Date of Graduation


Document Type


Degree Name

Master of Science in Crop, Soil & Environmental Sciences (MS)

Degree Level



Crop, Soil & Environmental Sciences


David M. Miller

Committee Member

Kristofor R. Brye

Second Committee Member

Lisa S. Wood

Third Committee Member

Erik D. Pollock


Biological sciences, Health and environmental sciences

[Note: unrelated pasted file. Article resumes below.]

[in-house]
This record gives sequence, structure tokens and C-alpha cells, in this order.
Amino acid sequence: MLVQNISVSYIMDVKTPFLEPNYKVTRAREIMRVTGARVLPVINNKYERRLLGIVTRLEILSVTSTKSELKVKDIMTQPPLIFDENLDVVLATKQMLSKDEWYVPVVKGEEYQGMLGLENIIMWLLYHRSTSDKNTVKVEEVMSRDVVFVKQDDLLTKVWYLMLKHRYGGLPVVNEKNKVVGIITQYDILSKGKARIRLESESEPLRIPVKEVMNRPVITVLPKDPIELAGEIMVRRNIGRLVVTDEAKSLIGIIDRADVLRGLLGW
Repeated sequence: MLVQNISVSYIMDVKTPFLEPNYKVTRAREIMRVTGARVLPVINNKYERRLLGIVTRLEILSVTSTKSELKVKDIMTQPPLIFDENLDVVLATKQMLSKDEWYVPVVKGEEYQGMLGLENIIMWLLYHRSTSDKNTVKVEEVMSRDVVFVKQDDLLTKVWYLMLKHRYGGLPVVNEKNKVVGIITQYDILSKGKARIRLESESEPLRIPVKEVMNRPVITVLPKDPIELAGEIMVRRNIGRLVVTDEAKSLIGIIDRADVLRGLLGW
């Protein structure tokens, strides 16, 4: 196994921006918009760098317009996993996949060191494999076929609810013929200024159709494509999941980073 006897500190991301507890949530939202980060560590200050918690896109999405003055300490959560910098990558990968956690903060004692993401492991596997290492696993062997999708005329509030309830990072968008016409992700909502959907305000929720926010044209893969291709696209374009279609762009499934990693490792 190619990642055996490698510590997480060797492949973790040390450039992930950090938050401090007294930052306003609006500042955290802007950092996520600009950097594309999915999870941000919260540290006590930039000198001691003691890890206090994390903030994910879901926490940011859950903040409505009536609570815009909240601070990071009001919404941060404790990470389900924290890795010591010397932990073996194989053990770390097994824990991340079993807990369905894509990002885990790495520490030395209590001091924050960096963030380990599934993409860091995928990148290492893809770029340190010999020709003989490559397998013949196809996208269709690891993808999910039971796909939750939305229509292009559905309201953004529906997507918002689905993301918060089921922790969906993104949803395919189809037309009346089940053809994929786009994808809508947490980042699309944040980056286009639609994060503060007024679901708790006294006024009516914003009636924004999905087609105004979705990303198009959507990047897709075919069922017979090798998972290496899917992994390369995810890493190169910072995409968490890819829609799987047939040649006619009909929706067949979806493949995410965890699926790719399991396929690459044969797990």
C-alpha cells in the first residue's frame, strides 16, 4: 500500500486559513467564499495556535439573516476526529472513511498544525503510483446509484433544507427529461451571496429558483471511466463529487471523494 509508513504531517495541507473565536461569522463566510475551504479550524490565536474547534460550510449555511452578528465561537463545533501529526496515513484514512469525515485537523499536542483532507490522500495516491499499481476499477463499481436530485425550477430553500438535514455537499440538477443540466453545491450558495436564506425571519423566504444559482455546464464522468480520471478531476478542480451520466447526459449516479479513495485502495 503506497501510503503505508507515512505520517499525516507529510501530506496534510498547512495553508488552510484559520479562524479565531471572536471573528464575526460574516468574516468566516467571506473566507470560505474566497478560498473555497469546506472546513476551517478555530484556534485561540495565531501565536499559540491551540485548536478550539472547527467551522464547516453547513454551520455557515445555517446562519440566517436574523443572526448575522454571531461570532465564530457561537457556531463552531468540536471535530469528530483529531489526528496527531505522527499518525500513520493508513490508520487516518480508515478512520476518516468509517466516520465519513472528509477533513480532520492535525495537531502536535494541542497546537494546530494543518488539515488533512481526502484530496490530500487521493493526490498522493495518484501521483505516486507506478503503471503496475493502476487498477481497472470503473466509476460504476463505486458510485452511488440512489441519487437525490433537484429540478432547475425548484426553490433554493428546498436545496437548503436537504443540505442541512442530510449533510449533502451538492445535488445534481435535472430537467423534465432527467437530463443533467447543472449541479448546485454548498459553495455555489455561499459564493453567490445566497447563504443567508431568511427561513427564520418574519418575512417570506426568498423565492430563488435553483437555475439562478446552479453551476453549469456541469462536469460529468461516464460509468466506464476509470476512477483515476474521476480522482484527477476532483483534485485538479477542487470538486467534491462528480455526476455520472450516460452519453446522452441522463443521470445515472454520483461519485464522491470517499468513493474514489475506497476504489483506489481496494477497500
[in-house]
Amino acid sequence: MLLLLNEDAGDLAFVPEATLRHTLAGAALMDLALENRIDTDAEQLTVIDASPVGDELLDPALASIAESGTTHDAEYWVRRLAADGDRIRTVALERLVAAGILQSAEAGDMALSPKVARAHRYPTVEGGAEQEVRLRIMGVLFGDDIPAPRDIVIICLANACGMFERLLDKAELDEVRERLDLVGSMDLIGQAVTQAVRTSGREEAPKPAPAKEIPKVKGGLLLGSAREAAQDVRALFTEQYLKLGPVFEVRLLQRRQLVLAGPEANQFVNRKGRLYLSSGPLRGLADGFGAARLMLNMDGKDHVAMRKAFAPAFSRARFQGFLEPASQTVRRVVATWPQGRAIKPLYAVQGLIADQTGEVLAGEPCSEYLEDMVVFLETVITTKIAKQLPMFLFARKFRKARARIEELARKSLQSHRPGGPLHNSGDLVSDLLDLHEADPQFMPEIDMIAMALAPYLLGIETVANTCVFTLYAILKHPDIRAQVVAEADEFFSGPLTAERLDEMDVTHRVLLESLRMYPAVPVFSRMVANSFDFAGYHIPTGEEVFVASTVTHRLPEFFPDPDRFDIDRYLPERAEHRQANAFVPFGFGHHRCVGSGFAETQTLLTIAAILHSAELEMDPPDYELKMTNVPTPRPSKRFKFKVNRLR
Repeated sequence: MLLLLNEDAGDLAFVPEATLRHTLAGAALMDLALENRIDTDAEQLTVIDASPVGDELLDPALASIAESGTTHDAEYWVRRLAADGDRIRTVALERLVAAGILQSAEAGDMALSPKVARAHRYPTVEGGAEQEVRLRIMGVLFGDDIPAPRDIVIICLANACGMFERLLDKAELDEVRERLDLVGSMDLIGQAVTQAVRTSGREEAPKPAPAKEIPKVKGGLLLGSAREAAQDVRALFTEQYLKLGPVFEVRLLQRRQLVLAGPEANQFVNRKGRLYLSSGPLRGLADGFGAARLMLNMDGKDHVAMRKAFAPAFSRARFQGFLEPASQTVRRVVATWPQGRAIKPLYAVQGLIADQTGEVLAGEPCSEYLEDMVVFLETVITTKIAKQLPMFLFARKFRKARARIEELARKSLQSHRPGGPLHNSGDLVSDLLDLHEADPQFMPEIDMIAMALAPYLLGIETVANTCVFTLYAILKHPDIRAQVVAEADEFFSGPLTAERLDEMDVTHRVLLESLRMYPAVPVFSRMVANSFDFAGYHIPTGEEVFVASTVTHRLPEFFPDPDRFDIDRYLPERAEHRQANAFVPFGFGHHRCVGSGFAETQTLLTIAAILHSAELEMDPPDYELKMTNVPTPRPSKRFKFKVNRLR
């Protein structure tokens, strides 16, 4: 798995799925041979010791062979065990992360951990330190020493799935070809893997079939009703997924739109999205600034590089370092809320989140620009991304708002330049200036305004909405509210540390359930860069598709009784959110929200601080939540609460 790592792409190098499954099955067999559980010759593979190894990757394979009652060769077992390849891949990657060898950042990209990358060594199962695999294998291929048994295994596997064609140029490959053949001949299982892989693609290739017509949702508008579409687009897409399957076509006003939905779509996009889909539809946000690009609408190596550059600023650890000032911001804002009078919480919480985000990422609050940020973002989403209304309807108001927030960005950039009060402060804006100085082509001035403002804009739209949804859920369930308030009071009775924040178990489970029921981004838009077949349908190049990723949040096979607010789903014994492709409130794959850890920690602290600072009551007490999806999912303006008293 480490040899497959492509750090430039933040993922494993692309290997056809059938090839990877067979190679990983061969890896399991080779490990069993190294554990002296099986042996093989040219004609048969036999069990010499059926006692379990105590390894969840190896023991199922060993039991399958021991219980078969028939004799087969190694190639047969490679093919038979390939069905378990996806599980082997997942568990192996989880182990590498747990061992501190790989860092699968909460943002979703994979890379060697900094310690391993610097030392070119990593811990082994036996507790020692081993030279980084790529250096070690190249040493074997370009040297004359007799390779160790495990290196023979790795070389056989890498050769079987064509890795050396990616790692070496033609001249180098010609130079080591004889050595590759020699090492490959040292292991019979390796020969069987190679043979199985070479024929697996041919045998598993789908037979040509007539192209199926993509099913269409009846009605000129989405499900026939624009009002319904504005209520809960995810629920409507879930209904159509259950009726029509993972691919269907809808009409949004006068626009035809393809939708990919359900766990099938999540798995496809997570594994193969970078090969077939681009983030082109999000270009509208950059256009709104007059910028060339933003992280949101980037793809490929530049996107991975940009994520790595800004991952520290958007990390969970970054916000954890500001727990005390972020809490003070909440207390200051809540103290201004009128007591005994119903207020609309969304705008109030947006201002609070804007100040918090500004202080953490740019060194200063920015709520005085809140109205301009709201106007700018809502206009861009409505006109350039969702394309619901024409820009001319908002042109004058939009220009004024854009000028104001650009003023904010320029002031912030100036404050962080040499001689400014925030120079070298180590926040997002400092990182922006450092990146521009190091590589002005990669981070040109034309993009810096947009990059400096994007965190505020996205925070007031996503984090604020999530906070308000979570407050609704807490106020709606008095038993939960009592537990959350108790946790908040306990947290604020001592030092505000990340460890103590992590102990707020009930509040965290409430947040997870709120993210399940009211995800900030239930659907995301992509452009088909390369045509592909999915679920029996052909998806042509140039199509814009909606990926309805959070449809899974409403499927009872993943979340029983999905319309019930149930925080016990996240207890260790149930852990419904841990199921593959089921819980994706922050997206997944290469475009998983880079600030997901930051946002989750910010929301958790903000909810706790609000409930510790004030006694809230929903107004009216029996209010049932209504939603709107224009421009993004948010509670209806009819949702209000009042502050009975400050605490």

In 2013, only 37% of the 32 million Mg of flue gas desulfurization (FGD) by-products generated in the United States were reused beneficially. If FGD by-products could be used as a beneficial soil amendment, millions of megagrams may be diverted away from surface impoundments and landfills. The purpose of this research was to identify the liming characteristics of a high-Ca dry FGD (DFGD) by-product in comparison to a Class-C fly ash (FA) and reagent-grade CaCO3, and to evaluate the effects of land application to a managed grassland on runoff, plant, and soil quality. Liming characteristics were determined by measuring the calcium carbonate equivalence (CCE), degree of fineness (DOF) and calculating the effective neutralizing value (ENV). The DFGD by-product was land-applied to a managed grassland in May 2015 and runoff, plant, and soil samples were collected over a 12-mo period. The ENV of 79.4% for the DFGD by-product was lower (P < 0.05) than that of reagent-grade CaCO3, but similar to the ENV of commercially available liming materials. The DFGD by-product was as effective as reagent-grade CaCO3 at raising soil pH when incubated at a rate equivalent to the soil’s lime requirement and more effective than reagent-grade CaCO¬3 when incubated at 2x the soil’s lime requirement. Seasonal flow-weighted mean Ni concentrations and seasonal V loads were 44.5 and 86.9%, respectively, greater (P < 0.05) when amended compared to the unamended control during at least one season. One month after application, aboveground dry matter and tissue As, Se, Cr, Co, Hg, V, and U concentrations were between 53 and 471% greater in the amended treatment than in the unamended control. Trace element concentrations decreased to pre-application levels within six months. Results demonstrated that the high-Ca DFGD by-product used in this study is a viable liming material and has minimal effects on runoff and plant quality when applied at a rate of 9 Mg ha-1. Consequently, land application of high-Ca DFGD by-products may be a viable alternative to current disposal methods.